Racial diversity remains an issue in the US teaching workforce, Department of Education report finds
Courtesy of Marianne Barthelemy
Research done by the United States Department of Education shows the racial makeup of the elementary and secondary school teacher workforce does not match the diversity of students or the population at large.
The State of Racial Diversity in the Educator Workforce research report, released in May 2016, outlined diversity within schools nationwide. While students of color are expected to make up 56 percent of the student population by 2024, the teaching population remains “overwhelmingly white,” according to the DOE.
The term “white” in the DOE report refers to a socially constructed category of individuals who self-identify as of European descent and non-Hispanic.
The most recent DOE Schools and Staffing Survey showed 82 percent of public school teachers identify as white, a figure which has remained almost unchanged for the past 15 years. Data from 2000 found that 84 percent of teachers identified as white.
The report not only found elementary and secondary school educators in the U.S. are “relatively homogenous” but education leaders are also predominantly white.
In 2016, while 76 percent of students in the Syracuse City School District identified as a person of color, 90 percent of teachers identified as white. This extreme racial gap has been the target of change for Syracuse programs such as the Urban Fellowship Program, which looks to increase representation of their student body through a diverse faculty.
In exchange for a five-year commitment to teach within the Syracuse City School District, program participants receive acceptance into Syracuse University’s Master’s of Education program as well as a promised starting salary of $47,500.
The DOE findings show that a large majority of education majors and those enrolled in teacher preparation programs are white. For the 2012-13 academic year, only 25 percent of individuals enrolled in a teacher preparation program based at an institution of higher education were people of color.
Lee Teitel, faculty director of Harvard University’s Graduate School of Education’s Reimagining Integration: The Diverse and Equitable Schools Project, partners with schools and school districts to research and provide tools to increase diversity within their faculty and staff.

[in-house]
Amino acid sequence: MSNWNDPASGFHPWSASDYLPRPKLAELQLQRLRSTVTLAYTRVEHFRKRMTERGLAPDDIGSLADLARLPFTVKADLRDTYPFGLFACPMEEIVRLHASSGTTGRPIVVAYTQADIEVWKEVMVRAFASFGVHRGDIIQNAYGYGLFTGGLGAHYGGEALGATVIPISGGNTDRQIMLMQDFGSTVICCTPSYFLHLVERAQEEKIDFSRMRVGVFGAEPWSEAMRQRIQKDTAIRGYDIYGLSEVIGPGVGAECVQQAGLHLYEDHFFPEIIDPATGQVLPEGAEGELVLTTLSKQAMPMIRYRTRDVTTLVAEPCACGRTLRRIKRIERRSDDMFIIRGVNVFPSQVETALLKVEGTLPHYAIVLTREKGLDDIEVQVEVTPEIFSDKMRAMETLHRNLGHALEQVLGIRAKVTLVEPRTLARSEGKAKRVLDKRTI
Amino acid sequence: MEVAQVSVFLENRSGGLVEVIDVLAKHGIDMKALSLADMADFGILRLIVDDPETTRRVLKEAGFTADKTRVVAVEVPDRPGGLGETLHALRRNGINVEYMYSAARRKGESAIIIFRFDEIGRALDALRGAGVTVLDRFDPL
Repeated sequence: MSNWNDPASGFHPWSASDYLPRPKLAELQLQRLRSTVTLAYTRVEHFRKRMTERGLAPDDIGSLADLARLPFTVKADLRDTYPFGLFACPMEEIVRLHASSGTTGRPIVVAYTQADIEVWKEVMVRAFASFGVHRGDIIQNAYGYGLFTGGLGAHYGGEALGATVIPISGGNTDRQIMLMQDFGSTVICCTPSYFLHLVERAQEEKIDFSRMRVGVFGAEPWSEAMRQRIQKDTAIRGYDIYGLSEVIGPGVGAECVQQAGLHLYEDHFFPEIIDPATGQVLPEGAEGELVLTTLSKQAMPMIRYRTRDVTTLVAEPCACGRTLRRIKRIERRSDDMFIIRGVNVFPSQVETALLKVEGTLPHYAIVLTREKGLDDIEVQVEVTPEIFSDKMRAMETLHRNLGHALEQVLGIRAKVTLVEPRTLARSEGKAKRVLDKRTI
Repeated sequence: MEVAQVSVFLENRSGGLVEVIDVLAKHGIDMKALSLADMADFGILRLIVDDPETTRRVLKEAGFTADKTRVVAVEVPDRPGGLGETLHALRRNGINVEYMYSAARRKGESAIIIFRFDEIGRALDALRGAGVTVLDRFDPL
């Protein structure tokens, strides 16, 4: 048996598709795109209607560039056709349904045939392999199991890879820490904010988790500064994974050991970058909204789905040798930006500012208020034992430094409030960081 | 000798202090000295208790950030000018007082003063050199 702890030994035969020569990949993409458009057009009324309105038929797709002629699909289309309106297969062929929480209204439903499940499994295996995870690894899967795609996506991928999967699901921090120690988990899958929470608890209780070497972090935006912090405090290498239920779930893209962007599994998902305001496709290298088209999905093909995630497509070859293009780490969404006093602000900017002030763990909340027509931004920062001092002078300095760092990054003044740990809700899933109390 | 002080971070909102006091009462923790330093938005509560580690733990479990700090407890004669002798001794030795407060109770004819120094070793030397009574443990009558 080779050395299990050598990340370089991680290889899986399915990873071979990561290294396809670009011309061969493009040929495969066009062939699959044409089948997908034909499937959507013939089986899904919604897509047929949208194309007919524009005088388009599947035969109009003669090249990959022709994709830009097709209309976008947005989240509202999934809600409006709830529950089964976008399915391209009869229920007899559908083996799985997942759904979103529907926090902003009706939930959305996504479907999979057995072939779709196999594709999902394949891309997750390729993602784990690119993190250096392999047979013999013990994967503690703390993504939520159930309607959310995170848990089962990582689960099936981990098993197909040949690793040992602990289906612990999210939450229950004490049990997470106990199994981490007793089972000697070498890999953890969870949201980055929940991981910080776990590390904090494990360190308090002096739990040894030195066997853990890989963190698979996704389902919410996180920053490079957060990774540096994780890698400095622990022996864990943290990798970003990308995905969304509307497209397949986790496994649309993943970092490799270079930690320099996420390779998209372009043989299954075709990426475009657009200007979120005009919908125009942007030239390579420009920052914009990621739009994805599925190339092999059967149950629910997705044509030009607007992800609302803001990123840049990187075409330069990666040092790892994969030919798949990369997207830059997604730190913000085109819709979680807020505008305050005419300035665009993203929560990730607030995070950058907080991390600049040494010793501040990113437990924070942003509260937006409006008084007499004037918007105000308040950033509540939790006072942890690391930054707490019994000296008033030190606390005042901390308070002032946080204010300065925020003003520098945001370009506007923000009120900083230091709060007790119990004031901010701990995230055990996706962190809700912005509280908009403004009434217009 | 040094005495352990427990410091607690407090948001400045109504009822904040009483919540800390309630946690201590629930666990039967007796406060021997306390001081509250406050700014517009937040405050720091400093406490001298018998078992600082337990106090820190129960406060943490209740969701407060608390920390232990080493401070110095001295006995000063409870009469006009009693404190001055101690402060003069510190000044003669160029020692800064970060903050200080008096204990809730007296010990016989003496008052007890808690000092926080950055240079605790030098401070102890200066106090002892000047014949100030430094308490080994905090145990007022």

He said it’s helpful for school and school districts to talk about the teacher screening process and issues of retention.
“People find is (sic) that there is a lot of implicit bias primarily when organizations are screening to hire faculty to replace their roles among their colleagues,” Teitel said. “That implicit bias, often in ways that people aren’t even aware of, will steer them away from applicants of color.”
The issue is a consequence of opening doors, Teitel said. Opportunities and paths into the field of education are more accessible for white individuals than people of color. Changing this would benefit the increasingly diverse population of students significantly, he added.
“It’s great to have kids of color seeing people whose life experience is more like theirs in professional roles,” Tietal said. Shared experiences help teachers of color connect with students in different ways, he added.
The DOE report stated teachers of color are positive role models for students in breaking down negative stereotypes and preparing students to live in a multiracial society.
Improvement can be seen in areas of the country that implement programs to increase the teacher population. Within the Boston Public Schools, 37 percent of public school teachers identify as nonwhite and 25 percent of new teachers hired in the 2015-16 school year identified as African-American, according to the DOE.
Boston schools have had a history of implementing programs to increase diversity in their teaching workforce. One of those programs — the Boston Public School High School to Teacher Program — is designed to seek out students who show characteristics of a good teacher.
The DOE report found new classroom teachers are more diverse than the current teacher workforce overall. The percentage of newly hired African-American and Hispanic teachers was higher than the current number of African-American and Hispanic teachers in all geographical areas.
Despite the suggested increase in diversity, the report concluded the elementary and secondary educator workforce is still “overwhelmingly homogenous.”
“If we are to meaningfully increase the diversity of the teacher workforce, more must be done, starting with preparation and completion, to recruitment and selection, and then placement and retention,” the report stated.
The 2017 fiscal year budget highlighted “Expanding Support for Teachers and School Leaders” as a major initiative and adopted the proposed $125 million for the Teacher and Principal Pathways program. The budget also allocated a mandatory $1 billion to the RESPECT: Best Job in the World program.
Both programs support the expansion of diversity and number of new teachers and principals who have “high-quality” training, especially in high-needs schools.
President Donald Trump’s 2018 fiscal year budget proposal outlines a 13.5 percent decrease in the DOE’s budget. Although the TPP and RESPECT programs are not listed, $43 million is to be cut from the Teacher Quality Partnership program, which provides grants aimed toward teacher preparation programs to grow the number of quality teaching staff.
Published on June 21, 2017 at 9:00 am